Skip to main content

The Globe and Mail

Dessau CEO Jean-Pierre Sauriol quits in wake of corruption scandal

Rosaire Sauriol, vice-president at Dessau Inc., testifies at the Charbonneau inquiry on March 19, 2013.


A major Quebec engineering firm has become the latest to lose its top executive in the wake of corruption scandals.

Montreal-based Dessau Inc. announced Wednesday the resignation of Jean-Pierre Sauriol as chief executive officer and president.

The move comes after his brother Rosaire Sauriol, a fellow company executive, testified at Quebec's corruption inquiry about his participation in collusion and illegal political financing schemes.

Story continues below advertisement

Rosaire Sauriol told the Charbonneau Commission that his company donated $2-million through false-billing schemes alone, at the municipal and provincial level, between 2005 and 2010.

The benefits of being close to certain local politicians were clear. One chart produced at the inquiry showed how Dessau's contracts suddenly dried up, and other companies' skyrocketed, when there was a change in government in a municipality near Montreal.

He was asked whether he used that same practice to contribute to federal parties and he responded: "Yes."

In a departure letter to employees, Jean-Pierre Sauriol said it had become clear that if he stayed on board, the company might no longer be eligible to win public contracts.

The Quebec government has tasked the province's stock-market regulator with issuing certificates to companies eligible to obtain contracts worth more than $40-million.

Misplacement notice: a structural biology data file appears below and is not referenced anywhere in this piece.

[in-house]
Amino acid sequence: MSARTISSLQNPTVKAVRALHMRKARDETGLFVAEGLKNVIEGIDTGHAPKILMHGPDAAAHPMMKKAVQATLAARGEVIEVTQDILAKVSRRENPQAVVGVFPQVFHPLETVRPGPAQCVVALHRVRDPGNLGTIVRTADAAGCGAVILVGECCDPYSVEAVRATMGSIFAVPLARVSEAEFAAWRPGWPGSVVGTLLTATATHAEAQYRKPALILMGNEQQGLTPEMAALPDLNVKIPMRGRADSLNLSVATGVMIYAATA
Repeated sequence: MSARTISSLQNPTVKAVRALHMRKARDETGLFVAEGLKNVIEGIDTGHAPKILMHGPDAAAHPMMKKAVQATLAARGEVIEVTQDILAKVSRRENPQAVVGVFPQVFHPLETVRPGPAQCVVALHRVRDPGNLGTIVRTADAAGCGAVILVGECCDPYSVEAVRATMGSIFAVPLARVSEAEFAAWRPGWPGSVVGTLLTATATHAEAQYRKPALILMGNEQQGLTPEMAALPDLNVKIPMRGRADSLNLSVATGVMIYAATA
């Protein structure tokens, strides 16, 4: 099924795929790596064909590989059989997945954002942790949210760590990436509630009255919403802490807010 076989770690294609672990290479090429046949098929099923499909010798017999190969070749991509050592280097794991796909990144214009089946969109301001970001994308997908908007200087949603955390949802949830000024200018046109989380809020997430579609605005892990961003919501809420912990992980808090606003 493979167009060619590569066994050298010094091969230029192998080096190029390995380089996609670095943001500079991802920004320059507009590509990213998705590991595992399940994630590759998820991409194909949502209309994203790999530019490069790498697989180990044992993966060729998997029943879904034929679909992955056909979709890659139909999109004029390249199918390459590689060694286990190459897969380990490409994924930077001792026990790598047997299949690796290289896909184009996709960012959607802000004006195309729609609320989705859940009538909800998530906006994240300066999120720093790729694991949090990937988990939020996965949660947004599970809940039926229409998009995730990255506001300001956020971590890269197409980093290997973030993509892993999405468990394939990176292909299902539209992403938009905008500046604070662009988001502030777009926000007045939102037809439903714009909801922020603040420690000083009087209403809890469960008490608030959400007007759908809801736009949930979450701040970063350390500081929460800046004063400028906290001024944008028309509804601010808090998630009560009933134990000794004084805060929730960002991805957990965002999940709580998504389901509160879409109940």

Mr. Sauriol says he decided to leave after speaking with the stock-market authority about conditions the company would have to meet in order to gain that certificate.

"I have made this decision in what I believe to be in the best interest of Dessau and its 5,000 employees," Mr. Sauriol said in a statement released by the company.

Story continues below advertisement

"In light of the exchanges we had with the [Autorité des marchés financiers], it became evident to me that Dessau would not obtain this certification if I maintained the leadership of the company.

"I am therefore leaving the company to put in the best standing possible to obtain this certification, which is crucial for the continuation of its activities and further development." Mr. Sauriol's departure is only the latest in a series of changes in the industry, which has been rocked by corruption scandals.

The country's largest engineering firm, SNC-Lavalin Group Inc., has also lost its former president, Pierre Duhaime, who now faces several criminal charges.

Mr. Sauriol will be replaced by Marc Verreault in the interim. Meanwhile, Mr. Sauriol, who is the company's biggest shareholder, will see his shares bought back by the company.

Report an error
Comments are closed

We have closed comments on this story for legal reasons. For more information on our commenting policies and how our community-based moderation works, please read our Community Guidelines and our Terms and Conditions.